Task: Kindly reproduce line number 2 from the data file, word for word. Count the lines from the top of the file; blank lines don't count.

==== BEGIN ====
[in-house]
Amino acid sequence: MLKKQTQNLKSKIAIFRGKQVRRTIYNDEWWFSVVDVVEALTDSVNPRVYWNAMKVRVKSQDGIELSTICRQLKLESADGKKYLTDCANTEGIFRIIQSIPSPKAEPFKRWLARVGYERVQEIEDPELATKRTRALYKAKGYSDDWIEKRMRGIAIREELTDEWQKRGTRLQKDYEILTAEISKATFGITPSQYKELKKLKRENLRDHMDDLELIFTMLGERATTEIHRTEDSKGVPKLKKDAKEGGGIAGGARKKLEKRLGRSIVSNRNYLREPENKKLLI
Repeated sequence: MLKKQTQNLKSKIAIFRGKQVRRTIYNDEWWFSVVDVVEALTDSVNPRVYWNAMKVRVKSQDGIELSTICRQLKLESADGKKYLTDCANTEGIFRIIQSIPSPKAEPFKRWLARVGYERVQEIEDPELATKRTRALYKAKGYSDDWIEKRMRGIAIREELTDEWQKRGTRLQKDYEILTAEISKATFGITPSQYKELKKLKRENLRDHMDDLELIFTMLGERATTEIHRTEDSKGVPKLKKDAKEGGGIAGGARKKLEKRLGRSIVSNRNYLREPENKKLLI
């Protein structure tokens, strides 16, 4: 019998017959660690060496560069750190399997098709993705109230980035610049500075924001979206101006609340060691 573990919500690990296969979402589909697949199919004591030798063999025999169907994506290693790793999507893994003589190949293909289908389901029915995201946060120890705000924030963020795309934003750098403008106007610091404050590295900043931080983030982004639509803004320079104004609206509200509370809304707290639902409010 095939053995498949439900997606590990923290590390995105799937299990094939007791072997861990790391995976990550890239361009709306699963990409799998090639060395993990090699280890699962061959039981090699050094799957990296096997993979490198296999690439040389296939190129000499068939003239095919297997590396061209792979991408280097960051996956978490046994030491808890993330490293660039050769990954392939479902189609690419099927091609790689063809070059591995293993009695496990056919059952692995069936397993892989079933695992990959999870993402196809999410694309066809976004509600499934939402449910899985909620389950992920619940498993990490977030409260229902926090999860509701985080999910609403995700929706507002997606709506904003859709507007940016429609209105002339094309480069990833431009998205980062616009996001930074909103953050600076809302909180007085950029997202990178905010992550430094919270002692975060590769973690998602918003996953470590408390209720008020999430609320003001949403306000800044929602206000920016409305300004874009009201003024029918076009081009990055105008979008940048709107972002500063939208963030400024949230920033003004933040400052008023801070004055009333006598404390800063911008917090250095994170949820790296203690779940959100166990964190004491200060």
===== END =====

Amino acid sequence: MLKKQTQNLKSKIAIFRGKQVRRTIYNDEWWFSVVDVVEALTDSVNPRVYWNAMKVRVKSQDGIELSTICRQLKLESADGKKYLTDCANTEGIFRIIQSIPSPKAEPFKRWLARVGYERVQEIEDPELATKRTRALYKAKGYSDDWIEKRMRGIAIREELTDEWQKRGTRLQKDYEILTAEISKATFGITPSQYKELKKLKRENLRDHMDDLELIFTMLGERATTEIHRTEDSKGVPKLKKDAKEGGGIAGGARKKLEKRLGRSIVSNRNYLREPENKKLLI